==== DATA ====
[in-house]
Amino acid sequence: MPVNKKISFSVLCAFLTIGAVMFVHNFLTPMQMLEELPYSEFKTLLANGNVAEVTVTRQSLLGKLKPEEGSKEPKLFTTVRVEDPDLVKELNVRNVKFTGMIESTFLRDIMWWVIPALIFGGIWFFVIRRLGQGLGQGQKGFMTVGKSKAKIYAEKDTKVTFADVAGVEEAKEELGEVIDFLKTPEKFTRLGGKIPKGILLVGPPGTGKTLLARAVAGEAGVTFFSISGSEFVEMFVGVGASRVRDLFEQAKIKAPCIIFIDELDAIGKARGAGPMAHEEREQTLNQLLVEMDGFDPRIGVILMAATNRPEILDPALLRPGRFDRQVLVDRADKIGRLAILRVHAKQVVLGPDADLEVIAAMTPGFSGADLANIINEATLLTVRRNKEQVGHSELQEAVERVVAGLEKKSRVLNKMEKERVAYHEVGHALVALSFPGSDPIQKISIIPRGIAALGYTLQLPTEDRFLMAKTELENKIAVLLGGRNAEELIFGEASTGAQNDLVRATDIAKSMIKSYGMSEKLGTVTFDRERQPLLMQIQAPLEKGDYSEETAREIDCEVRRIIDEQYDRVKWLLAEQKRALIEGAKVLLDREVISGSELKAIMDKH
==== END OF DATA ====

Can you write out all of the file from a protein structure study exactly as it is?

[in-house]
Amino acid sequence: MPVNKKISFSVLCAFLTIGAVMFVHNFLTPMQMLEELPYSEFKTLLANGNVAEVTVTRQSLLGKLKPEEGSKEPKLFTTVRVEDPDLVKELNVRNVKFTGMIESTFLRDIMWWVIPALIFGGIWFFVIRRLGQGLGQGQKGFMTVGKSKAKIYAEKDTKVTFADVAGVEEAKEELGEVIDFLKTPEKFTRLGGKIPKGILLVGPPGTGKTLLARAVAGEAGVTFFSISGSEFVEMFVGVGASRVRDLFEQAKIKAPCIIFIDELDAIGKARGAGPMAHEEREQTLNQLLVEMDGFDPRIGVILMAATNRPEILDPALLRPGRFDRQVLVDRADKIGRLAILRVHAKQVVLGPDADLEVIAAMTPGFSGADLANIINEATLLTVRRNKEQVGHSELQEAVERVVAGLEKKSRVLNKMEKERVAYHEVGHALVALSFPGSDPIQKISIIPRGIAALGYTLQLPTEDRFLMAKTELENKIAVLLGGRNAEELIFGEASTGAQNDLVRATDIAKSMIKSYGMSEKLGTVTFDRERQPLLMQIQAPLEKGDYSEETAREIDCEVRRIIDEQYDRVKWLLAEQKRALIEGAKVLLDREVISGSELKAIMDKH